I'm going to have to vote for OneNote. I've used OneNote extensively since the 2003 vesroin, and I'm currently using the 2010 vesroin. I've tried Evernote at various times, and I agree with Brandon Carmichael above that Evernote is not as flexible OneNote. I was continually trying to do things in Evernote that I can do in OneNote and finding it did not have the functionality.OneNote has features that Evernote does not have:1. OneNote has superior organization with its Notebook, Section, Page, Subpage setup.2. OneNote allows for superior organization on the page itself. It allows for hierarchical lists. You can even collapse and expand any indented paragraph below headings for ease of navigating through lengthy notes.3. OneNote allows you to write/type/draw/insert pictures or screen clips anywhere on its canvas. This means that you can easily do mind maps. It also allows for greater flexibility in note taking. For instance, I'm doing research on natural law right now. My research is going into my ST notebook, in the Revelation/Bibliology section on a natural law page. Each book or article receives a column, and I can scroll horizontally to see the sources that I've consulted. In Evernote I'd have one very long page full of notes, and it would be hard to see what my sources were.4. OneNote has superior table creation abilities.5. OneNote has styles built in6. OneNote allows you to copy files right on to OneNote pages. So if you have a Word document or a PDF or an Excel file relevant to what you are doing, you can drag and drop them right onto the relevant OneNote page. So when I receive a chapter to edit at work, I'll drag the Word doc into OneNote. I can open and work on the document right from OneNote. Any research I do or notes I take about the chapter can take place on the OneNote page.7. OneNote has superior sharing tools. My work OneNote notebook is shared with my coworkers via our network. My wife and I shared a wedding planning notebook via Dropbox. Notebooks can also be shared via the cloud using the Skydrive. The person you are sharing with does not have OneNote, they can access the notebook via the Skydrive. Or you can easily e-mail pages from OneNote or the OneNote app.8. OneNote plays nice with links. I can link to any page or paragraph within OneNote. This makes for easy cross referencing of notes. I can also link to files outside OneNote (e.g., to a book I have in PDF form) or to Logos resources.Almost everything that the Evernote folks are saying they like about Evernote is already a feature in OneNote:1. OneNote converts handwriting into text with a high degree of accuracy.2. OneNote recognizes text in images. All images in OneNote with text are indexed and searchable. (This includes text that bends with pages or text in other orientations than horizontal; e.g., it would recognize the text on the spines of book, if you snapped a picture of your bookshelf.) You can also copy text from images and paste it.3. OneNote does a superb job with its own built-in search capabilities. It can even search by author if you're using a shared notebook. OneNote is also recognized by the search built into PCs, so if you're searching your PC for something, OneNote sections will be included in the results.4. OneNote has customizable tags. You can search and sort by tag.5. OneNote is mobile and in the cloud. With 2010 you can access OneNote on a PC (though not a Mac), iPhone/iPad, or on the Web. Microsoft has produced an iPhone/iPod Touch app. I use this on my iPad. MobileNoter has produced an iPad app.6. OneNote comes with the base package of Office 2010, and you get 25 GB of free storage on the Windows SkyDrive (rather than Evernote's 1 GB per month). So if you've already invested in Office, OneNote could be the less expensive route.7. Data in OneNote is easily exportable. I'm not sure how one exports data in Evernote, but in OneNote you can save any page or section as a Word document, PDF, or even in HTML. If you want to export an entire notebook at once you can save it as a PDF.One downside: OneNote does not have a Mac application. But if you're collaborating with someone using a Mac, they can access OneNote notebooks via the Skydrive.I would highly recommend using OneNote over Evernote. The two exceptions would be if you use a Mac as your primary computer or if you find Office too pricey. Otherwise, OneNote does everything that Evernote does plus a lot more.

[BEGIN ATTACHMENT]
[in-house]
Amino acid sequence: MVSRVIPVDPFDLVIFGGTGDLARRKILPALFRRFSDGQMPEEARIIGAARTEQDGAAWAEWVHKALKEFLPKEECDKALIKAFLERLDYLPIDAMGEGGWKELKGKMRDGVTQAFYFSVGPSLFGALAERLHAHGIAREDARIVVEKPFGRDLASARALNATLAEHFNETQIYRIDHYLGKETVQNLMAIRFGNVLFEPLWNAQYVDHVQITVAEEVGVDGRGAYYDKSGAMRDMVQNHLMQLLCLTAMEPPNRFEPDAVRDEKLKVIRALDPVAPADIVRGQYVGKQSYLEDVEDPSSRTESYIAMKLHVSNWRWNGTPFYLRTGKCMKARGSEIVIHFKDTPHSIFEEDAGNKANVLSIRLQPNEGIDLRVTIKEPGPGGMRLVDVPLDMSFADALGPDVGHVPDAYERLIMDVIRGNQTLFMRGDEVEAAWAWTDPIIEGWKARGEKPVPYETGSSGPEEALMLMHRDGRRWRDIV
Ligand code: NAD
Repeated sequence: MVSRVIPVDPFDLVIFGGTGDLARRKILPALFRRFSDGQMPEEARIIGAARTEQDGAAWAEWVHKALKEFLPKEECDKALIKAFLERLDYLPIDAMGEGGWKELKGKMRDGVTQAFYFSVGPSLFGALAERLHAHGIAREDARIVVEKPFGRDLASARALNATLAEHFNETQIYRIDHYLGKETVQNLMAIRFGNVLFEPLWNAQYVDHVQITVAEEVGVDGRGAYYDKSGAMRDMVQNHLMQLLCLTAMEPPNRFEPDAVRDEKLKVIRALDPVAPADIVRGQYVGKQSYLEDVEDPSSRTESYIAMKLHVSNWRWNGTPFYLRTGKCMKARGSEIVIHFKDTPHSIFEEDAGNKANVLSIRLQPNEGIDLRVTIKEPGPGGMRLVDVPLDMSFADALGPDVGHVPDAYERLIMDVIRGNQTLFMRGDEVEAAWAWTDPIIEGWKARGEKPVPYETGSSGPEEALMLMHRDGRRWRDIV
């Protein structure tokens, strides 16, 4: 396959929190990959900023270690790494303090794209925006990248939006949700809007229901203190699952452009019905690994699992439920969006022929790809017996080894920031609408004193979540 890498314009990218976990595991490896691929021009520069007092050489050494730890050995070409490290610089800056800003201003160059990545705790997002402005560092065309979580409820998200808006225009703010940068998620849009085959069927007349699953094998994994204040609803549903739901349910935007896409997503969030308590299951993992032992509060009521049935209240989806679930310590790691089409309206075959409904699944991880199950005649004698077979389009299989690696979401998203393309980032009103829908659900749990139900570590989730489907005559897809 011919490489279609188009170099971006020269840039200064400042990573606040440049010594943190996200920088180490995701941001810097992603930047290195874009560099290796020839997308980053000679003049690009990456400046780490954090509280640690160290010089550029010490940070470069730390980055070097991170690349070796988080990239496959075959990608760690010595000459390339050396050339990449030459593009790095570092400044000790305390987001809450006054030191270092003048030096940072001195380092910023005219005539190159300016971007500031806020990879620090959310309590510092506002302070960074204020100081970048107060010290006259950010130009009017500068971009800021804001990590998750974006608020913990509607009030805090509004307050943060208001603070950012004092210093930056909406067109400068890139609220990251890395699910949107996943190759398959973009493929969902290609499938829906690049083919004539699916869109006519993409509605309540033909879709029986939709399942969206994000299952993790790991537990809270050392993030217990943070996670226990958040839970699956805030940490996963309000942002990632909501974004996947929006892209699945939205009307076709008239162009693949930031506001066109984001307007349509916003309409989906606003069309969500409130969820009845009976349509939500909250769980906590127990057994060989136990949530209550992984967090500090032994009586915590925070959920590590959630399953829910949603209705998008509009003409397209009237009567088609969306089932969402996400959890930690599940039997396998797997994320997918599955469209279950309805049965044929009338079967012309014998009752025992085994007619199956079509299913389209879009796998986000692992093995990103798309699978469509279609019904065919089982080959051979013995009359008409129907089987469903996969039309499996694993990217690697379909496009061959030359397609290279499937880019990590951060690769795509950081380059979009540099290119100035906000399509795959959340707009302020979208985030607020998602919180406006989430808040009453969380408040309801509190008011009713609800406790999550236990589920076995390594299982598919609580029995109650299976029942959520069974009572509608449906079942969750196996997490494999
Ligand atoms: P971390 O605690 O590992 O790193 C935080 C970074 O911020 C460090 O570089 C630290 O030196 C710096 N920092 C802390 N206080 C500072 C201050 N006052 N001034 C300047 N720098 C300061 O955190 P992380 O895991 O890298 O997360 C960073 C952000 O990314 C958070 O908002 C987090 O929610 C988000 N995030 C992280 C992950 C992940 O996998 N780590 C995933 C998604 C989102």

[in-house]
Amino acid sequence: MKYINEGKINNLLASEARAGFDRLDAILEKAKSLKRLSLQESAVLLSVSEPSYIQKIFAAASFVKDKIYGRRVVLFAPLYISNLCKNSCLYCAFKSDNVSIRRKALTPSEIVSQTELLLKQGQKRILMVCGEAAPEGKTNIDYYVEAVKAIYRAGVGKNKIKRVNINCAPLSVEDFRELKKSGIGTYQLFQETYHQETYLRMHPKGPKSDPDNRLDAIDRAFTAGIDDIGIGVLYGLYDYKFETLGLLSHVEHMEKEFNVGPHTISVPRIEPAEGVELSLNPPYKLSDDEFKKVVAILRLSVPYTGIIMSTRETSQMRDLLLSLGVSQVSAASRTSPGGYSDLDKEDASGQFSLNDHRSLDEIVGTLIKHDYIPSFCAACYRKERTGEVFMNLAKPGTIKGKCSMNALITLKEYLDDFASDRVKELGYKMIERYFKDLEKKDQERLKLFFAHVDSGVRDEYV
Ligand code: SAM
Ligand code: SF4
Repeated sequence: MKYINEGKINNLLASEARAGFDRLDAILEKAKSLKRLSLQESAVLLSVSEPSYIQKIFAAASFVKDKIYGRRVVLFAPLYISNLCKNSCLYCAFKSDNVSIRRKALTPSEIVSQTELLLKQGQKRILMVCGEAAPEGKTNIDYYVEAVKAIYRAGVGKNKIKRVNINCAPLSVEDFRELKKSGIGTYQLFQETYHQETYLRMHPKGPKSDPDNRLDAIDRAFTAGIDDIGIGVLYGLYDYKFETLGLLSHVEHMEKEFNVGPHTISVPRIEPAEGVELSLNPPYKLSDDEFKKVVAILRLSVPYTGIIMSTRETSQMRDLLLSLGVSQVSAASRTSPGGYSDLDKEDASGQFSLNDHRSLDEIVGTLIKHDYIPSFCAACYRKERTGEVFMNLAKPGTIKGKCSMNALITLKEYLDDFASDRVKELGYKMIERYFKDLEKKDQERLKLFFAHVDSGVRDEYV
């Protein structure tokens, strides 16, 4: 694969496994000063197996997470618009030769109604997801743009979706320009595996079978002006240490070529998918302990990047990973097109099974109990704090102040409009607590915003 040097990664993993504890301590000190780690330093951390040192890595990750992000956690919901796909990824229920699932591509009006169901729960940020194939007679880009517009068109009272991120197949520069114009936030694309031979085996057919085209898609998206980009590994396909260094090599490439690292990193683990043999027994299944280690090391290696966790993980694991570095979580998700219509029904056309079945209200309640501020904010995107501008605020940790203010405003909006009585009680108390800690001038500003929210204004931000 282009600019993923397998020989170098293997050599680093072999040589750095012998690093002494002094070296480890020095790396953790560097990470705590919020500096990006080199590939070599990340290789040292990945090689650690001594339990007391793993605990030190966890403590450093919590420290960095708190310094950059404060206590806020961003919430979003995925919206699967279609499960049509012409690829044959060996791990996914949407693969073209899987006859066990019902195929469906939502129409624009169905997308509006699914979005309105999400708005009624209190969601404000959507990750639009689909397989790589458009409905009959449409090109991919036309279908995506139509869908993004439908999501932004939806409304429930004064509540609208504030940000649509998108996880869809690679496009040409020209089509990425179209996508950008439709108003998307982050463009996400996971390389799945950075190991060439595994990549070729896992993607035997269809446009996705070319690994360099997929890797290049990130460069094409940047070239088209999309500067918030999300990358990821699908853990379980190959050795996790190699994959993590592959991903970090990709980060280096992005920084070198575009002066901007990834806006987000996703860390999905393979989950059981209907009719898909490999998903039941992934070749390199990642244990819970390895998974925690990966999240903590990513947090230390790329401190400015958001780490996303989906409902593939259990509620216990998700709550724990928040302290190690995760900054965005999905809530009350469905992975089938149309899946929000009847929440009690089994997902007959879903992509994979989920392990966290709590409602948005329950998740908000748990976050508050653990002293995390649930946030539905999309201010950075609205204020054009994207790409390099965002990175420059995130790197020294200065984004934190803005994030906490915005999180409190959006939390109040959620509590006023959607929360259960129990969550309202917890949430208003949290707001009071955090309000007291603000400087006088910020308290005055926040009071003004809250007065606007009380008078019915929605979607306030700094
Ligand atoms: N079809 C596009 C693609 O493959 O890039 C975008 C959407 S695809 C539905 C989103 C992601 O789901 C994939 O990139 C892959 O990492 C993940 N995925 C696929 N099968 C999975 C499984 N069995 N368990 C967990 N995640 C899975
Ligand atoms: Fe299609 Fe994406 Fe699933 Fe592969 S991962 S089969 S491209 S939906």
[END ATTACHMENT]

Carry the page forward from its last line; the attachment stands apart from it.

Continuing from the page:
02/18/2015 Marianne